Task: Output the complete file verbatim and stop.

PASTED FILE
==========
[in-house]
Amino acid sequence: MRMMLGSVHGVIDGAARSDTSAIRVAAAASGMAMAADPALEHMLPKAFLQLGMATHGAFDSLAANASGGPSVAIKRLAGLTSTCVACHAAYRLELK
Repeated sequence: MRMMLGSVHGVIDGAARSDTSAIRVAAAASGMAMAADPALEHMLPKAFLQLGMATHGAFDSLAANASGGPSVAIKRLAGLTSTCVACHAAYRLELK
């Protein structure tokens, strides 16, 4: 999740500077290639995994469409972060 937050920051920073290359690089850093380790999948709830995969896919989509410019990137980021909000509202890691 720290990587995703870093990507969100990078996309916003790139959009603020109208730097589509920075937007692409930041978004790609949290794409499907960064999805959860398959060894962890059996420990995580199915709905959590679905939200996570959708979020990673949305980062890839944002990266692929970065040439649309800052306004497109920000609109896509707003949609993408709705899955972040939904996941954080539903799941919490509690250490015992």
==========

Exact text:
[in-house]
Amino acid sequence: MRMMLGSVHGVIDGAARSDTSAIRVAAAASGMAMAADPALEHMLPKAFLQLGMATHGAFDSLAANASGGPSVAIKRLAGLTSTCVACHAAYRLELK
Repeated sequence: MRMMLGSVHGVIDGAARSDTSAIRVAAAASGMAMAADPALEHMLPKAFLQLGMATHGAFDSLAANASGGPSVAIKRLAGLTSTCVACHAAYRLELK
């Protein structure tokens, strides 16, 4: 999740500077290639995994469409972060 937050920051920073290359690089850093380790999948709830995969896919989509410019990137980021909000509202890691 720290990587995703870093990507969100990078996309916003790139959009603020109208730097589509920075937007692409930041978004790609949290794409499907960064999805959860398959060894962890059996420990995580199915709905959590679905939200996570959708979020990673949305980062890839944002990266692929970065040439649309800052306004497109920000609109896509707003949609993408709705899955972040939904996941954080539903799941919490509690250490015992």